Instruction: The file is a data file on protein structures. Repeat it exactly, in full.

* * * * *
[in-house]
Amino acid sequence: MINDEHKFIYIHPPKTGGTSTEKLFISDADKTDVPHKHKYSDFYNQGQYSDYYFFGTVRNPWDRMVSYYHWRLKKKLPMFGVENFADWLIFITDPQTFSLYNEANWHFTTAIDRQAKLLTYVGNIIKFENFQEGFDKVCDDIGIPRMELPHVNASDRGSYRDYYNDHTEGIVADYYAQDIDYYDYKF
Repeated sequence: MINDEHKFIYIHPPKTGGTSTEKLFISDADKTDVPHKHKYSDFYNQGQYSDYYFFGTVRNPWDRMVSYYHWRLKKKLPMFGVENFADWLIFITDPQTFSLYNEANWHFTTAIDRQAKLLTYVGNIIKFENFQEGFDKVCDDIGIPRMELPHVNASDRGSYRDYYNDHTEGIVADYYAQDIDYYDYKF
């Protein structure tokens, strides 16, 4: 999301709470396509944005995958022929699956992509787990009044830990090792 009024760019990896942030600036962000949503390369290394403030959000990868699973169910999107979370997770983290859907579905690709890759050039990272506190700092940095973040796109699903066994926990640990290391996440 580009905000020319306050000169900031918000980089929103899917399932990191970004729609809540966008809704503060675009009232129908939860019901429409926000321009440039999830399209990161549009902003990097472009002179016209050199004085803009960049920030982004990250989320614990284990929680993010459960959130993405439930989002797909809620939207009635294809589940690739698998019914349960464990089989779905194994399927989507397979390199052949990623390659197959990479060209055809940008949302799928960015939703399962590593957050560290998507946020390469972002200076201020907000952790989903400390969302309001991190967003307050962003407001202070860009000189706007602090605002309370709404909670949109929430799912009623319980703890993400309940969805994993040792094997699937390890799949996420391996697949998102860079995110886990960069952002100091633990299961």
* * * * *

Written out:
[in-house]
Amino acid sequence: MINDEHKFIYIHPPKTGGTSTEKLFISDADKTDVPHKHKYSDFYNQGQYSDYYFFGTVRNPWDRMVSYYHWRLKKKLPMFGVENFADWLIFITDPQTFSLYNEANWHFTTAIDRQAKLLTYVGNIIKFENFQEGFDKVCDDIGIPRMELPHVNASDRGSYRDYYNDHTEGIVADYYAQDIDYYDYKF
Repeated sequence: MINDEHKFIYIHPPKTGGTSTEKLFISDADKTDVPHKHKYSDFYNQGQYSDYYFFGTVRNPWDRMVSYYHWRLKKKLPMFGVENFADWLIFITDPQTFSLYNEANWHFTTAIDRQAKLLTYVGNIIKFENFQEGFDKVCDDIGIPRMELPHVNASDRGSYRDYYNDHTEGIVADYYAQDIDYYDYKF
């Protein structure tokens, strides 16, 4: 999301709470396509944005995958022929699956992509787990009044830990090792 009024760019990896942030600036962000949503390369290394403030959000990868699973169910999107979370997770983290859907579905690709890759050039990272506190700092940095973040796109699903066994926990640990290391996440 580009905000020319306050000169900031918000980089929103899917399932990191970004729609809540966008809704503060675009009232129908939860019901429409926000321009440039999830399209990161549009902003990097472009002179016209050199004085803009960049920030982004990250989320614990284990929680993010459960959130993405439930989002797909809620939207009635294809589940690739698998019914349960464990089989779905194994399927989507397979390199052949990623390659197959990479060209055809940008949302799928960015939703399962590593957050560290998507946020390469972002200076201020907000952790989903400390969302309001991190967003307050962003407001202070860009000189706007602090605002309370709404909670949109929430799912009623319980703890993400309940969805994993040792094997699937390890799949996420391996697949998102860079995110886990960069952002100091633990299961």